Financial master and writer Jonathan Clements recently took to Twitter with a simple list of lessons kids need to know about money. Though short and concise, his list is chock-full of perspective kids need in a world where money doesn’t grow on trees. The bolded points are his words, followed by a little commentary from me.
1. That new toy you desperately want? Wait a week, and you’ll be desperate for something else.
Teach your kids about priorities and patience. Teach them how to rank their wants and needs. If you give your kids an allowance, eventually take the opportunity to teach them about budgeting their earnings.
How much do they want to save each week? Over the years, one thing will remain consistent: they’re always going to want something. Maybe it’s a new basketball, maybe it’s a new car, but they’re going to need to understand how to manage their money (especially once credit comes into the picture).
2. Folks who appear rich often aren’t.
Teach your kids not to compare themselves to the Joneses across the street. Life isn’t a competition. Teach them to focus on the needs of their own family. Many wrongly believe that because the neighbors have more money, it somehow means there’s less available for you. There’s plenty for everyone, but remember that money is not an adequate measurement tool for happiness or success.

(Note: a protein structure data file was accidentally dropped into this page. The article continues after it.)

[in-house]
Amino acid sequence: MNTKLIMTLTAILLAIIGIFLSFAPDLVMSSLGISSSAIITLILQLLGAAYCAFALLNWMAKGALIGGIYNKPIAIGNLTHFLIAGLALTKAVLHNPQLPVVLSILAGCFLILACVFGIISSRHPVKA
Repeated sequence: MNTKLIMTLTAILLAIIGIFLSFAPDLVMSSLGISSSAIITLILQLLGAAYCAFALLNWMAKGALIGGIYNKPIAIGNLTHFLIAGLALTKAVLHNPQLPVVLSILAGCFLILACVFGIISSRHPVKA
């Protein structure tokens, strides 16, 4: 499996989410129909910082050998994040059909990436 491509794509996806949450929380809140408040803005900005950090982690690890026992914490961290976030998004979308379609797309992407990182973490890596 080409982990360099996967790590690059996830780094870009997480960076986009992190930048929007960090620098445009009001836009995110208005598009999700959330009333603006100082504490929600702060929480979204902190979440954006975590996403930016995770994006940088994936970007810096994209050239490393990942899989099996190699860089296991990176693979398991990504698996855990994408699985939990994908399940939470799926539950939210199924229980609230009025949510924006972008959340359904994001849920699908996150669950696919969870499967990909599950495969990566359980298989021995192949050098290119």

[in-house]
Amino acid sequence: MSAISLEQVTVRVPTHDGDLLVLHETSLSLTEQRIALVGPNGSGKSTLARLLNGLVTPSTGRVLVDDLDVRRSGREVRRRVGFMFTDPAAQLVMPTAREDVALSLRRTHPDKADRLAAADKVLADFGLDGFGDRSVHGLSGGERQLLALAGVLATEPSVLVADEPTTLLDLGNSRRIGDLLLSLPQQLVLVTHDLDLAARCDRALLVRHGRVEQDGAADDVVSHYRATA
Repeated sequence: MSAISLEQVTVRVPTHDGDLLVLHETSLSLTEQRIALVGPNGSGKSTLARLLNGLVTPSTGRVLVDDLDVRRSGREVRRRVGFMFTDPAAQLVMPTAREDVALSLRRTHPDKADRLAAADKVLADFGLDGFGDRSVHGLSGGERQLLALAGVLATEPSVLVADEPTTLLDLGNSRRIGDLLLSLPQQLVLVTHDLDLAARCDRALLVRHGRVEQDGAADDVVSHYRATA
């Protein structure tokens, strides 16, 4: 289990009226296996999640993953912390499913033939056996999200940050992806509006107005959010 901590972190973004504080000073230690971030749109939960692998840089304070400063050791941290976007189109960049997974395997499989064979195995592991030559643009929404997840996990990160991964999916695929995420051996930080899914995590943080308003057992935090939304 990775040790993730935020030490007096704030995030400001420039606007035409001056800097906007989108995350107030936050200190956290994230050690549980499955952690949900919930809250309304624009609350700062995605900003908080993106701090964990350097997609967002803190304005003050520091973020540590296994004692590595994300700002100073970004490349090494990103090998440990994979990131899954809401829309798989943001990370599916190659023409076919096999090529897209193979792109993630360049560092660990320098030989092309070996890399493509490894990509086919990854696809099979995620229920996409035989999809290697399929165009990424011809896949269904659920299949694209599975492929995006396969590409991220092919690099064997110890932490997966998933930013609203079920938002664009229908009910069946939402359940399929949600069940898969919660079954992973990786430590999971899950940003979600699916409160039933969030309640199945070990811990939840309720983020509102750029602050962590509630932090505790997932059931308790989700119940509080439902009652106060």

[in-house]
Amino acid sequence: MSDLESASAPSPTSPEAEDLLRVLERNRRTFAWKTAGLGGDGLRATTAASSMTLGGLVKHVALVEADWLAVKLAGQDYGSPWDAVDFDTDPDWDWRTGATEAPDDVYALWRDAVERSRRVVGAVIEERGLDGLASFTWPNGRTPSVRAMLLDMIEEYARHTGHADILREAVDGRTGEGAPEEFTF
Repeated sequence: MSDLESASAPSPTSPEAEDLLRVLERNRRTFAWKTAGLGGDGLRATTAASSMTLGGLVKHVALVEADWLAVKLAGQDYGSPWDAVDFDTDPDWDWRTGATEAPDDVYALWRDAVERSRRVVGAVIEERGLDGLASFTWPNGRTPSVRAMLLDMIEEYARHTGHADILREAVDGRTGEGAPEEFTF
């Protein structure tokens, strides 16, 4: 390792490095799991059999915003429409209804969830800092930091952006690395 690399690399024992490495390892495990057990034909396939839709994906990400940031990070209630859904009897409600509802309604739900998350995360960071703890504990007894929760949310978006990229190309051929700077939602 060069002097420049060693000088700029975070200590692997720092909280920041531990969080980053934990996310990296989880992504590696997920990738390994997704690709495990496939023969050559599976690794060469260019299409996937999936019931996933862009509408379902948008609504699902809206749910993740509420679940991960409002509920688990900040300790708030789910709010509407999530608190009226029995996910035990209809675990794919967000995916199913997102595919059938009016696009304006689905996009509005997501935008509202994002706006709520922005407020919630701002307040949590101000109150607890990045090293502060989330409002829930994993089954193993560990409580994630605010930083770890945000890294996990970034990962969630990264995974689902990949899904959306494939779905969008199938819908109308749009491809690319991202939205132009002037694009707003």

3. Just because you aren’t paying doesn’t mean it’s free.
This rings a bell, right? There’s no such thing as a free lunch. That rings a bell, right? Somebody, somewhere, sacrificed something for everything. Make sure your children understand this. Hopefully, this bit of wisdom instills in them a sense of gratitude towards the sacrifices of others, as well as a sense of civic responsibility when it comes to financial obligations they’ll face as adults.
4. Mom and dad might earn lots of money. But financial obligations probably devour 90 cents out of every dollar.
Unfortunately, if you’re in the United States, the current education system probably won’t teach your kids very much about an essential aspect of adulthood called payments. You’ve got a mortgage, car payments, utility bills, and plenty more (like taxes, ugh, the worst). Help your kids understand that most of what they make on a day-to-day basis is immediately eaten by needs other than snacks and the movie theater.
5. If you were paying the electricity bill, you wouldn’t leave the lights on.
Next comes a lesson on frugality. Here it is: be frugal. Teach your simple, money-saving habits to your kids right now. They’ll thank you when you’re older. If you’re looking for helpful tips to teach them, check out this article.
6. Those lottery tickets that get folks so excited? They’re a state tax on stupidity.
A word on wasting money: stop. There’s a fine line between wholesome recreational activities and unwisely wasting money. The benefits of taking your family out to dinner are oftentimes very worth the money, but “investing” in lottery tickets probably isn’t going to give anyone much of a return, even if you win.